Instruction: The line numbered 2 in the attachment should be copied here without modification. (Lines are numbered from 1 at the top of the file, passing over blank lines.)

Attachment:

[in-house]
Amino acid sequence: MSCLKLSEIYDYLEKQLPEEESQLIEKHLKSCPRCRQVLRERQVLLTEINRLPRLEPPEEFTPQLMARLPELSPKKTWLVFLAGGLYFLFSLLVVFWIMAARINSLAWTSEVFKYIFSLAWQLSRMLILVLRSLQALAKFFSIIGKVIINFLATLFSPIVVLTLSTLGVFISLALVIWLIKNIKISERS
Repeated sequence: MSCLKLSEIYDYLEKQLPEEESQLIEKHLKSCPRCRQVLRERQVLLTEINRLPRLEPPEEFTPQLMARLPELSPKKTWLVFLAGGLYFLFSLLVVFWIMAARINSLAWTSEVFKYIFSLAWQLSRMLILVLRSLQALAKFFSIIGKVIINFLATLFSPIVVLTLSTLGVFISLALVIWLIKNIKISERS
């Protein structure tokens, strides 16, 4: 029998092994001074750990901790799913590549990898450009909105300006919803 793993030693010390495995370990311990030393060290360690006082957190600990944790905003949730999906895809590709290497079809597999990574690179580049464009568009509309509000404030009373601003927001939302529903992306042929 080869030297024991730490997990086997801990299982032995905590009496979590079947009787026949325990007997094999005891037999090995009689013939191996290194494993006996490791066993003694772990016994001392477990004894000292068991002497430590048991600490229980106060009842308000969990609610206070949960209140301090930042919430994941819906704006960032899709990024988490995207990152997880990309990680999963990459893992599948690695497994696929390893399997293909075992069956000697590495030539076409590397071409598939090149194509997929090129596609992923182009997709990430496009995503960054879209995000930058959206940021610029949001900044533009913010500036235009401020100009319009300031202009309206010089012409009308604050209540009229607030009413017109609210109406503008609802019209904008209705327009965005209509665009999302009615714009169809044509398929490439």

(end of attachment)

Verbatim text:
Amino acid sequence: MSCLKLSEIYDYLEKQLPEEESQLIEKHLKSCPRCRQVLRERQVLLTEINRLPRLEPPEEFTPQLMARLPELSPKKTWLVFLAGGLYFLFSLLVVFWIMAARINSLAWTSEVFKYIFSLAWQLSRMLILVLRSLQALAKFFSIIGKVIINFLATLFSPIVVLTLSTLGVFISLALVIWLIKNIKISERS